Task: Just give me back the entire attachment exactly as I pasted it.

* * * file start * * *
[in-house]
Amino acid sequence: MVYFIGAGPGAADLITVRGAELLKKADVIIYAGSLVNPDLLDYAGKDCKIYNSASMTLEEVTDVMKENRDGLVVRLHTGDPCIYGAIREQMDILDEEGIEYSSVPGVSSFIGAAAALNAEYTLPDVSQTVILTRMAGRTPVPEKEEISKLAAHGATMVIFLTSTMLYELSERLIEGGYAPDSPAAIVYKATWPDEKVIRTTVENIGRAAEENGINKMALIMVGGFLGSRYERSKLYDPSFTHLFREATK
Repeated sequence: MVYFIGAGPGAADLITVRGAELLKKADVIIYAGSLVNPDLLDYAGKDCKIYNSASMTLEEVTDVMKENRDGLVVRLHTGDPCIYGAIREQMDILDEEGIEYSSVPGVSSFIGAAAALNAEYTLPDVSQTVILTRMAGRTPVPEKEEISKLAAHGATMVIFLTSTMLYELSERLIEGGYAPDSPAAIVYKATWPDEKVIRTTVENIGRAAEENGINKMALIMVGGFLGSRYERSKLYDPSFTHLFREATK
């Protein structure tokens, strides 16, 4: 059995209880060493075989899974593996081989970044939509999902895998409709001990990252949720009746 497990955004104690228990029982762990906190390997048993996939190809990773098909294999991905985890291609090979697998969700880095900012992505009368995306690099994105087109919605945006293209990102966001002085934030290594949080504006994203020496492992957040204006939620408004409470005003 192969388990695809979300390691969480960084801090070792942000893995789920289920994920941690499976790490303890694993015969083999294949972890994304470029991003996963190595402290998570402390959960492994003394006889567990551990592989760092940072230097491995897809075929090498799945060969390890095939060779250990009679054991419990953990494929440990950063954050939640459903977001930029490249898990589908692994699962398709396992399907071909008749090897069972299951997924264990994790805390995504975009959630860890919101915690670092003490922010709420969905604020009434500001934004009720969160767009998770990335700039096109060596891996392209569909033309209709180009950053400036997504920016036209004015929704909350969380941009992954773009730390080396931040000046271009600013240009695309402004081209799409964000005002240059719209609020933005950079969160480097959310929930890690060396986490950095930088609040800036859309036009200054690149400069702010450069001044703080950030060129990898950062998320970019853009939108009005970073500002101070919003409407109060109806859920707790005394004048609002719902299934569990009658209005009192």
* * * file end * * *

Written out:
[in-house]
Amino acid sequence: MVYFIGAGPGAADLITVRGAELLKKADVIIYAGSLVNPDLLDYAGKDCKIYNSASMTLEEVTDVMKENRDGLVVRLHTGDPCIYGAIREQMDILDEEGIEYSSVPGVSSFIGAAAALNAEYTLPDVSQTVILTRMAGRTPVPEKEEISKLAAHGATMVIFLTSTMLYELSERLIEGGYAPDSPAAIVYKATWPDEKVIRTTVENIGRAAEENGINKMALIMVGGFLGSRYERSKLYDPSFTHLFREATK
Repeated sequence: MVYFIGAGPGAADLITVRGAELLKKADVIIYAGSLVNPDLLDYAGKDCKIYNSASMTLEEVTDVMKENRDGLVVRLHTGDPCIYGAIREQMDILDEEGIEYSSVPGVSSFIGAAAALNAEYTLPDVSQTVILTRMAGRTPVPEKEEISKLAAHGATMVIFLTSTMLYELSERLIEGGYAPDSPAAIVYKATWPDEKVIRTTVENIGRAAEENGINKMALIMVGGFLGSRYERSKLYDPSFTHLFREATK
């Protein structure tokens, strides 16, 4: 059995209880060493075989899974593996081989970044939509999902895998409709001990990252949720009746 497990955004104690228990029982762990906190390997048993996939190809990773098909294999991905985890291609090979697998969700880095900012992505009368995306690099994105087109919605945006293209990102966001002085934030290594949080504006994203020496492992957040204006939620408004409470005003 192969388990695809979300390691969480960084801090070792942000893995789920289920994920941690499976790490303890694993015969083999294949972890994304470029991003996963190595402290998570402390959960492994003394006889567990551990592989760092940072230097491995897809075929090498799945060969390890095939060779250990009679054991419990953990494929440990950063954050939640459903977001930029490249898990589908692994699962398709396992399907071909008749090897069972299951997924264990994790805390995504975009959630860890919101915690670092003490922010709420969905604020009434500001934004009720969160767009998770990335700039096109060596891996392209569909033309209709180009950053400036997504920016036209004015929704909350969380941009992954773009730390080396931040000046271009600013240009695309402004081209799409964000005002240059719209609020933005950079969160480097959310929930890690060396986490950095930088609040800036859309036009200054690149400069702010450069001044703080950030060129990898950062998320970019853009939108009005970073500002101070919003409407109060109806859920707790005394004048609002719902299934569990009658209005009192």